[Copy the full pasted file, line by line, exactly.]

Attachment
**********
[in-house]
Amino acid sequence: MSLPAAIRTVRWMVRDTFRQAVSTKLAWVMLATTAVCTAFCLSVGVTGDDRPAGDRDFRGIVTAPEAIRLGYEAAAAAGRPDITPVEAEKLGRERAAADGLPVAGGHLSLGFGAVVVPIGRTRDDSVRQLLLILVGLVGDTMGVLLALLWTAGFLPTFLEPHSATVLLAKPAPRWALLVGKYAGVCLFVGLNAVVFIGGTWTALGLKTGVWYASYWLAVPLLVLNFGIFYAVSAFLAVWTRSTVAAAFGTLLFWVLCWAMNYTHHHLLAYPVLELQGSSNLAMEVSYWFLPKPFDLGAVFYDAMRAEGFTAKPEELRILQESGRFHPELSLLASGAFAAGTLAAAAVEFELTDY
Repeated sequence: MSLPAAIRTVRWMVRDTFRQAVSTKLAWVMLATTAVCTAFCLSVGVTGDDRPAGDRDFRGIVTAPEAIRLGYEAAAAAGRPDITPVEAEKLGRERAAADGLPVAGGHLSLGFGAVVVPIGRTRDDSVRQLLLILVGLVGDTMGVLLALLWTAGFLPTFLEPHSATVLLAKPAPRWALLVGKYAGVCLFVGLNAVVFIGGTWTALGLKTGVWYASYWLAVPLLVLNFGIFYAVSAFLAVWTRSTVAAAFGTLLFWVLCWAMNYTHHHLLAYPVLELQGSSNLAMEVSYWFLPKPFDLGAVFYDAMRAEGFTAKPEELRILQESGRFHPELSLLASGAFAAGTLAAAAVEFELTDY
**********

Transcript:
[in-house]
Amino acid sequence: MSLPAAIRTVRWMVRDTFRQAVSTKLAWVMLATTAVCTAFCLSVGVTGDDRPAGDRDFRGIVTAPEAIRLGYEAAAAAGRPDITPVEAEKLGRERAAADGLPVAGGHLSLGFGAVVVPIGRTRDDSVRQLLLILVGLVGDTMGVLLALLWTAGFLPTFLEPHSATVLLAKPAPRWALLVGKYAGVCLFVGLNAVVFIGGTWTALGLKTGVWYASYWLAVPLLVLNFGIFYAVSAFLAVWTRSTVAAAFGTLLFWVLCWAMNYTHHHLLAYPVLELQGSSNLAMEVSYWFLPKPFDLGAVFYDAMRAEGFTAKPEELRILQESGRFHPELSLLASGAFAAGTLAAAAVEFELTDY
Repeated sequence: MSLPAAIRTVRWMVRDTFRQAVSTKLAWVMLATTAVCTAFCLSVGVTGDDRPAGDRDFRGIVTAPEAIRLGYEAAAAAGRPDITPVEAEKLGRERAAADGLPVAGGHLSLGFGAVVVPIGRTRDDSVRQLLLILVGLVGDTMGVLLALLWTAGFLPTFLEPHSATVLLAKPAPRWALLVGKYAGVCLFVGLNAVVFIGGTWTALGLKTGVWYASYWLAVPLLVLNFGIFYAVSAFLAVWTRSTVAAAFGTLLFWVLCWAMNYTHHHLLAYPVLELQGSSNLAMEVSYWFLPKPFDLGAVFYDAMRAEGFTAKPEELRILQESGRFHPELSLLASGAFAAGTLAAAAVEFELTDY